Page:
Musk’s apocalypse is sexy. From Blade Runner to 2001: A Space Odyssey, the American public loves the story of robot uprisings and the human cadre brave enough to save us. They’ll buy tickets to watch these movies, and they’ll buy into the idea that a machine revolt could happen. The real problem, the one of human inequality, is unimaginative and depressing to think about. Neo might be able to save humanity from the Matrix, but he can’t deliver us from income inequality, unemployment, and economic displacement.
It’s in this sense that Musk’s comments are irresponsible. If we spend all our time worried that the sky is falling, we have no time left to stop and think about the very real lion’s den we’re walking into. One of the world’s leading A.I. experts, Andrew Ng, put it clearly at the 2015 GPU Tech Conference: “Rather than being distracted by evil killer robots, the challenge to labor caused by these machines is a conversation that academia and industry and government should have.”
A large part of the disagreement between the apocalyptic crowd (led by Musk) and the practical concerns crowd (like Brooks and Ng) comes down exactly to a depth of understanding. Brooks identified this in the TechCrunch interview when he pointed out that the purveyors of existential A.I. fear typically aren’t computer scientists. For A.I. and machine learning scientists, their day-to-day worry isn’t that their creations will evolve a malicious personality—it’s that they will roll into a fountain and short-circuit.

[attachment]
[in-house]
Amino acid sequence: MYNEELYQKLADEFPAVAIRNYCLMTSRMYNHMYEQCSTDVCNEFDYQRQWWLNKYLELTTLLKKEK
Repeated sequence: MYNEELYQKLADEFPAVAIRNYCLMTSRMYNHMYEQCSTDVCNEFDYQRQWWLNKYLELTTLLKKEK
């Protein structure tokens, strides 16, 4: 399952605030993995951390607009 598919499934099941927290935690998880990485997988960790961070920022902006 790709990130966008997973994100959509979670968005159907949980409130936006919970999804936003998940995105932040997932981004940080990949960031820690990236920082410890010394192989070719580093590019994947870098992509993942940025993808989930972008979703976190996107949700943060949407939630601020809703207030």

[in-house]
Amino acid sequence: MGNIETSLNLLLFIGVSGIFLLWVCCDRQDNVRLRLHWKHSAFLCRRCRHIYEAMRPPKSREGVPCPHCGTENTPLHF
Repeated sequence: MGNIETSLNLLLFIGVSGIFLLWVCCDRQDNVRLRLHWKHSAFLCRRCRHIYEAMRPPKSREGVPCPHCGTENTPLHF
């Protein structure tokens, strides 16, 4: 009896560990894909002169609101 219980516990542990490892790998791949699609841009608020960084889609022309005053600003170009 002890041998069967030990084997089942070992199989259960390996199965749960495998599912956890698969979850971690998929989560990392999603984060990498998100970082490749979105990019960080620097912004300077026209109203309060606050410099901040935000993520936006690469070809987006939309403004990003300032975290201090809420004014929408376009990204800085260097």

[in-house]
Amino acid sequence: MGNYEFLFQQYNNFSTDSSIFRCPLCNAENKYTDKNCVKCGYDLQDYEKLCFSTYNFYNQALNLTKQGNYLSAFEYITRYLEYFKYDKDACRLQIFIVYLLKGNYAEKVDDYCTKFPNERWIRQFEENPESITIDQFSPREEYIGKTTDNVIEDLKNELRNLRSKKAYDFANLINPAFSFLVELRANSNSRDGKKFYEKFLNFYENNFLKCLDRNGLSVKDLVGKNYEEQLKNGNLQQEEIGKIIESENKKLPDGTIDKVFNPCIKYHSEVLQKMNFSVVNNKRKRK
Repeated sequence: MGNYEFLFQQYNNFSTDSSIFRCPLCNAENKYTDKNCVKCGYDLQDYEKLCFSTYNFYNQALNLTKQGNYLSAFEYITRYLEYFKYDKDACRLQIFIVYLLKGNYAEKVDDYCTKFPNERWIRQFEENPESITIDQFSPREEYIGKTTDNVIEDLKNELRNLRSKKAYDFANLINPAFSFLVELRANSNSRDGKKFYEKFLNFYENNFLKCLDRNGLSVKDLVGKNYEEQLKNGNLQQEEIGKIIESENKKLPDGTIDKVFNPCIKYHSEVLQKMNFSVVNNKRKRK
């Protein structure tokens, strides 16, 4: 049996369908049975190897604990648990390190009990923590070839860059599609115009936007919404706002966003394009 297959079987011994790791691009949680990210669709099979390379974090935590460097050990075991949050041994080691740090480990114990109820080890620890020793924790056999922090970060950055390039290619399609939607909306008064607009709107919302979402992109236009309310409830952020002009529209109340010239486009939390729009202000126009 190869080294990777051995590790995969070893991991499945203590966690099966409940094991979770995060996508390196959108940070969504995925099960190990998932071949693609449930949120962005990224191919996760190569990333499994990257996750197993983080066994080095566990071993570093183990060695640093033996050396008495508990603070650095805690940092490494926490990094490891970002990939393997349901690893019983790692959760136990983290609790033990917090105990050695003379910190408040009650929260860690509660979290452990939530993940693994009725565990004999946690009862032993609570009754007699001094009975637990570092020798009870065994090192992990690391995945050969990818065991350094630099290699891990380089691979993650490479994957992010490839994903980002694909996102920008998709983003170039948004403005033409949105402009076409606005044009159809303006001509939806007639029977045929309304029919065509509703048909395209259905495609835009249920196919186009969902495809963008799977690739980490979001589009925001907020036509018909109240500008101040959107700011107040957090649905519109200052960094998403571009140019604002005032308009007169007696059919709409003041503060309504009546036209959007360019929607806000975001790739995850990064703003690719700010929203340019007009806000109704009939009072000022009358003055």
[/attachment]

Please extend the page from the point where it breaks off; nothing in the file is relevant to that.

Likewise, in academia, research papers try to incrementally improve the accuracy with which computers can identify human actions in video, like eating and playing basketball. Those are concrete goals. Did the robot fall into the fountain? Did we improve our error rate? You can meet these goals or fall short, but whatever happens, the outcome is clear and concrete.
Musk and the general public, on the other hand, are consumed by the problem of true machine intelligence, a problem with no real definition. That problem is ill-defined in its bones. As famed British psychologist Richard Gregory put it in a 1998 textbook: “Innumerable tests are available for measuring intelligence, yet no one is quite certain of what intelligence is, or even just what it is that the available tests are measuring.” If we can’t define intelligence for ourselves, how should we define it for our creations?
But the well-defined technical problems of A.I. and machine learning aren’t generally interesting, and the ill-defined philosophical problems of intelligence are intractable even for experts. Instead of battling over who understands A.I. better, perhaps Zuckerberg and Musk should team up to address the A.I. issues really worth worrying about—like workers displaced by Silicon Valley’s creations.
This article is part of Future Tense, a collaboration among Arizona State University, New America, and Slate. Future Tense explores the ways emerging technologies affect society, policy, and culture. To read more, follow us on Twitter and sign up for our weekly newsletter.